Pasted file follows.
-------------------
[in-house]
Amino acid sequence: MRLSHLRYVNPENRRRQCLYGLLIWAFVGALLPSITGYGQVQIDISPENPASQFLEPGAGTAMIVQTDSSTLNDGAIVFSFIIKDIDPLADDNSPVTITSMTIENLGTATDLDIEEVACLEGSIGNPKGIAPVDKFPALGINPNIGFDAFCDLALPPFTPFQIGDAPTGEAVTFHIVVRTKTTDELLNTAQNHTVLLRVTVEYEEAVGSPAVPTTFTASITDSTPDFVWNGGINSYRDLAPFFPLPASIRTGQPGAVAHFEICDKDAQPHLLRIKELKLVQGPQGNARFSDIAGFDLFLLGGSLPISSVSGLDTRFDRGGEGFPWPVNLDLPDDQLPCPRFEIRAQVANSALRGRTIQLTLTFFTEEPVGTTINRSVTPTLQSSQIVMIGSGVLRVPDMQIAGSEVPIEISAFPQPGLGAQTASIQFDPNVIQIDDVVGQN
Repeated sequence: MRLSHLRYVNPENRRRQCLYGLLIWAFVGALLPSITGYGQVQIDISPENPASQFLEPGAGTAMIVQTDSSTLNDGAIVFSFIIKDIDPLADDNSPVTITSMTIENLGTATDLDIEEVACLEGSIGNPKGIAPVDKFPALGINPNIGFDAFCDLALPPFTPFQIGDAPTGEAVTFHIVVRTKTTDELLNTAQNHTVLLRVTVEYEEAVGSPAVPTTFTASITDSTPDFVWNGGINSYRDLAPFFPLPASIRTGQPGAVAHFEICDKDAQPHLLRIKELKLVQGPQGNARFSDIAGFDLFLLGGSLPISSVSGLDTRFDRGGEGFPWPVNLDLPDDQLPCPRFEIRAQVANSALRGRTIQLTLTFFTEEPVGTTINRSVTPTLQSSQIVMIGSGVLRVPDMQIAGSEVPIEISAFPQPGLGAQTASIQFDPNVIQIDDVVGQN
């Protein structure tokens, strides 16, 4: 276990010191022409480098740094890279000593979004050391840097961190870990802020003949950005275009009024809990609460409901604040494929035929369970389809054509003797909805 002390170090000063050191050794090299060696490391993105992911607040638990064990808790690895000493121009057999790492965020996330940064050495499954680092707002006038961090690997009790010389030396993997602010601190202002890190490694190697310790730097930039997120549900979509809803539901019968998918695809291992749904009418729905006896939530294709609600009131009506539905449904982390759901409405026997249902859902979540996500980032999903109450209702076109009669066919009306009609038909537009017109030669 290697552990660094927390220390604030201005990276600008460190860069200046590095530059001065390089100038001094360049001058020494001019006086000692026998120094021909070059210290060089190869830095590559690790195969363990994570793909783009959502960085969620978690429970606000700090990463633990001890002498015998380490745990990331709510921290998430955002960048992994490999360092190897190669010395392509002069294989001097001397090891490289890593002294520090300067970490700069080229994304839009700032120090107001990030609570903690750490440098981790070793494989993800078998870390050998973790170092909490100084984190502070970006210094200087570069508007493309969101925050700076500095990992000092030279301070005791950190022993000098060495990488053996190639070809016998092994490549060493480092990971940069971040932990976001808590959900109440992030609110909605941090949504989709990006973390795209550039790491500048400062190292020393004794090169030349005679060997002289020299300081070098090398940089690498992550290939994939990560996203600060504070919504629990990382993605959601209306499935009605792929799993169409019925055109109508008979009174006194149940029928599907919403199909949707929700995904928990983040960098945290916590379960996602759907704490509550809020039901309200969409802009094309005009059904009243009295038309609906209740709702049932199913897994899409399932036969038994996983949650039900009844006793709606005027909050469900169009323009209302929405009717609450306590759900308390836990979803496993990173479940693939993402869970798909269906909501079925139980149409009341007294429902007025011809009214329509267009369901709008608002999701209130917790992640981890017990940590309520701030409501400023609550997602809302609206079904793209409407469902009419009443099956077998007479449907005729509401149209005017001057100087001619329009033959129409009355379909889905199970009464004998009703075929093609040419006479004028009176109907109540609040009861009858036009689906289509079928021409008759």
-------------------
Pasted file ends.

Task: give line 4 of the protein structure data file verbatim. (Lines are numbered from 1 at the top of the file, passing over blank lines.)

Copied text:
């Protein structure tokens, strides 16, 4: 276990010191022409480098740094890279000593979004050391840097961190870990802020003949950005275009009024809990609460409901604040494929035929369970389809054509003797909805 002390170090000063050191050794090299060696490391993105992911607040638990064990808790690895000493121009057999790492965020996330940064050495499954680092707002006038961090690997009790010389030396993997602010601190202002890190490694190697310790730097930039997120549900979509809803539901019968998918695809291992749904009418729905006896939530294709609600009131009506539905449904982390759901409405026997249902859902979540996500980032999903109450209702076109009669066919009306009609038909537009017109030669 290697552990660094927390220390604030201005990276600008460190860069200046590095530059001065390089100038001094360049001058020494001019006086000692026998120094021909070059210290060089190869830095590559690790195969363990994570793909783009959502960085969620978690429970606000700090990463633990001890002498015998380490745990990331709510921290998430955002960048992994490999360092190897190669010395392509002069294989001097001397090891490289890593002294520090300067970490700069080229994304839009700032120090107001990030609570903690750490440098981790070793494989993800078998870390050998973790170092909490100084984190502070970006210094200087570069508007493309969101925050700076500095990992000092030279301070005791950190022993000098060495990488053996190639070809016998092994490549060493480092990971940069971040932990976001808590959900109440992030609110909605941090949504989709990006973390795209550039790491500048400062190292020393004794090169030349005679060997002289020299300081070098090398940089690498992550290939994939990560996203600060504070919504629990990382993605959601209306499935009605792929799993169409019925055109109508008979009174006194149940029928599907919403199909949707929700995904928990983040960098945290916590379960996602759907704490509550809020039901309200969409802009094309005009059904009243009295038309609906209740709702049932199913897994899409399932036969038994996983949650039900009844006793709606005027909050469900169009323009209302929405009717609450306590759900308390836990979803496993990173479940693939993402869970798909269906909501079925139980149409009341007294429902007025011809009214329509267009369901709008608002999701209130917790992640981890017990940590309520701030409501400023609550997602809302609206079904793209409407469902009419009443099956077998007479449907005729509401149209005017001057100087001619329009033959129409009355379909889905199970009464004998009703075929093609040419006479004028009176109907109540609040009861009858036009689906289509079928021409008759």